We wind up the Kings Highway from the Dead Sea to ancient Moab.
(No this is not a biblical tale! This is R and I, on our way to check out one of the largest crusader castles in Jordan :-))
As we crest a promontory, we spot the redoubt, straddling a strategic position atop a windswept ridge.
The crusades that started in 1095 to wrest control of the holy lands from the Selcuk Turks, led to the building of a string of fortifications along the Levant, a region bordering the Mediterranean, roughly between Egypt and Turkey, and including Syria, Israel and Jordan. A rugged landscape, bearing traces of some of the world’s oldest civilizations, that has been fought over for centuries.
The fortifications are supposed to have stretched from one end of the Levant to the other. Each in line of sight with the next, in order to be able to give the ‘all clear’ by means of beacons, from Aqaba on the Red sea, all the way to Jerusalem!
The Castle of Kerak, referred to by the crusaders as ‘Le Pierre du Desert’ or ‘Stone of the desert‘, is one of the finest of its type in existence (second only to the Crac des Chevaliers in Syria). But much of the modern town, Al Karak, known in biblical times as Moab, has encroached upon the castle walls and is mostly built with stones cannibalised from the castle.
Built by Paganus, a butler of king Fulk of Jerusalem to protect the southern border from invading Moslem armies, Kerak, originally named ‘Crac des Moabites’, controlled the caravan routes between Damascus and Egypt. (For a fascinating insight into the connections between the descendants of the original crusaders, click here and here! Fulk was also the paternal grandfather of King Henry II of England!)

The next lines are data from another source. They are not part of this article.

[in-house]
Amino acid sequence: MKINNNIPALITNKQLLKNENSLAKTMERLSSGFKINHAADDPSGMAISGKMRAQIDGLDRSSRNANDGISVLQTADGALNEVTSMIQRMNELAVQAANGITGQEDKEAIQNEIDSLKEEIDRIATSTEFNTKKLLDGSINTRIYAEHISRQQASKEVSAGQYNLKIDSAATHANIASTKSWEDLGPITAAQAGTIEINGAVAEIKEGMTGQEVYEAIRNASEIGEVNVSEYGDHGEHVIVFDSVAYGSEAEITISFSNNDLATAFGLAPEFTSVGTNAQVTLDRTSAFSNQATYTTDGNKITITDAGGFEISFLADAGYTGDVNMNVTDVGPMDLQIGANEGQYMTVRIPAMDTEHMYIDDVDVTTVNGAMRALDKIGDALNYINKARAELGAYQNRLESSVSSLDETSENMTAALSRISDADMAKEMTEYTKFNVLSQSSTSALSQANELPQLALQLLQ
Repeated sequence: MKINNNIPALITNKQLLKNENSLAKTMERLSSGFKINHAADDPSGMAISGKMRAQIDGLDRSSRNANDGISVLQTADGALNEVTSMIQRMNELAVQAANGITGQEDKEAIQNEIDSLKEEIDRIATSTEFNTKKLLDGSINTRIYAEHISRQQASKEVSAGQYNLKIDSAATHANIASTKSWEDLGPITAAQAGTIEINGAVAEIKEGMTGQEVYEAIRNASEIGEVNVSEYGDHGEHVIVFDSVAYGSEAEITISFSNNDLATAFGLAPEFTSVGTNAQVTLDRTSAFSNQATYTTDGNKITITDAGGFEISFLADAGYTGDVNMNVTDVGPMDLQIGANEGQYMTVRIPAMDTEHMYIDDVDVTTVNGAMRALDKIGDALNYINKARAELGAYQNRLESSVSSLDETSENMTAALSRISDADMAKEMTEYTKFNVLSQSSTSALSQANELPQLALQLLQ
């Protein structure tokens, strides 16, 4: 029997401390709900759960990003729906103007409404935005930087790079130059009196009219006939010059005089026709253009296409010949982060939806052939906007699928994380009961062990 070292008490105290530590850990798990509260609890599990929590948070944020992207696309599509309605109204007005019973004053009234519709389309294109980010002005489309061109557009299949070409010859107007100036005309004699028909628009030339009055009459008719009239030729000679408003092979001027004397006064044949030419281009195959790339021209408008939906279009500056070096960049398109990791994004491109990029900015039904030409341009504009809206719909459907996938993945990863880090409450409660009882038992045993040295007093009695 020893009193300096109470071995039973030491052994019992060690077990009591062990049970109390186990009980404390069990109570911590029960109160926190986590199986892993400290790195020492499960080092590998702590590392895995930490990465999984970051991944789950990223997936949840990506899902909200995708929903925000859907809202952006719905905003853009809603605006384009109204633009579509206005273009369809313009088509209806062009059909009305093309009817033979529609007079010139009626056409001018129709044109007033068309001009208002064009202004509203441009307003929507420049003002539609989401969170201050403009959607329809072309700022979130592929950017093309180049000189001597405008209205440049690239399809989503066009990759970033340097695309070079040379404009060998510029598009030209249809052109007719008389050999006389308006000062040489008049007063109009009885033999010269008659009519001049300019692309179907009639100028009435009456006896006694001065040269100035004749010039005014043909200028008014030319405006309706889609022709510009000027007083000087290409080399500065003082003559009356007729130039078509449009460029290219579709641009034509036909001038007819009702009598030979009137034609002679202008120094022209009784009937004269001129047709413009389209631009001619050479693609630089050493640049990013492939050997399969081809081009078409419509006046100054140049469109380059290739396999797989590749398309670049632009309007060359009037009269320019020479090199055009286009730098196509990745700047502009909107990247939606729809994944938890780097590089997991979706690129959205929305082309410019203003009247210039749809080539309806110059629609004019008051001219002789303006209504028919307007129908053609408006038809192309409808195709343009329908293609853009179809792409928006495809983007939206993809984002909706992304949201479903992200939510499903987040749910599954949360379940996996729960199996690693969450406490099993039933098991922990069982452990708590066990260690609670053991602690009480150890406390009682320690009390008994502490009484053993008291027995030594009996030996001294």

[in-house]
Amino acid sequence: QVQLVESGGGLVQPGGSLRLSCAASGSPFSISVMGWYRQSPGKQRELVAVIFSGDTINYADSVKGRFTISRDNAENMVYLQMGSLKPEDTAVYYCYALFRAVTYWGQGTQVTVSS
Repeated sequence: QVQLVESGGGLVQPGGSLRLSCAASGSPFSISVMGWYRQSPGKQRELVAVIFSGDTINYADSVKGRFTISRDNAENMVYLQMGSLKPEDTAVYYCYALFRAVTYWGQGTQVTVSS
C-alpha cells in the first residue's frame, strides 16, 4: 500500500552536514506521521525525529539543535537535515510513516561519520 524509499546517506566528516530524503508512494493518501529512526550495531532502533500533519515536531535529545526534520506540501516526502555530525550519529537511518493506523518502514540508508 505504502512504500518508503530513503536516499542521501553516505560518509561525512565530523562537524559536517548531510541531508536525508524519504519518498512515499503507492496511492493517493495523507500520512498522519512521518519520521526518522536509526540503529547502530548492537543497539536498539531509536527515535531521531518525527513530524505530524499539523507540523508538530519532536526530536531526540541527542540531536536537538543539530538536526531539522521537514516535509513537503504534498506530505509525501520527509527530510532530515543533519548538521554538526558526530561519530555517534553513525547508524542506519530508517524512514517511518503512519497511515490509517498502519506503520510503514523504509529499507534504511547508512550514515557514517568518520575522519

Kerak withstood several attacks by Saladin’s Ayubbid forces, until it finally succumbed after a protracted siege in 1193, dispersing the crusaders once and for all from the holy lands.
Like all such castles this too is rife with legends. Of the barbaric Lord of Oultrejordain, Reynald de Chatillon, who among his many misdeeds, was infamous for the brutal practice of flinging his hostages from the castle walls. “What’s new?” you ask. This evil man pushed his victims over the edge with their heads encased in wooden cages, to ensure their death was not instantaneous!!
And of the chivalry of Saladin the Muslim chieftan, and king of Egypt and Syria, in sparing Reynald’s newly wed son and daughter in law, along with other members of his family, while personally executing Reynald in a manner far more humane than he deserved.
As the mist closes in on the hills beyond Al Karak, it is easy to lose yourself in the legends of the conflict between the sword and the scimitar.
The weapons have changed…..the conflict sadly, is unamenable.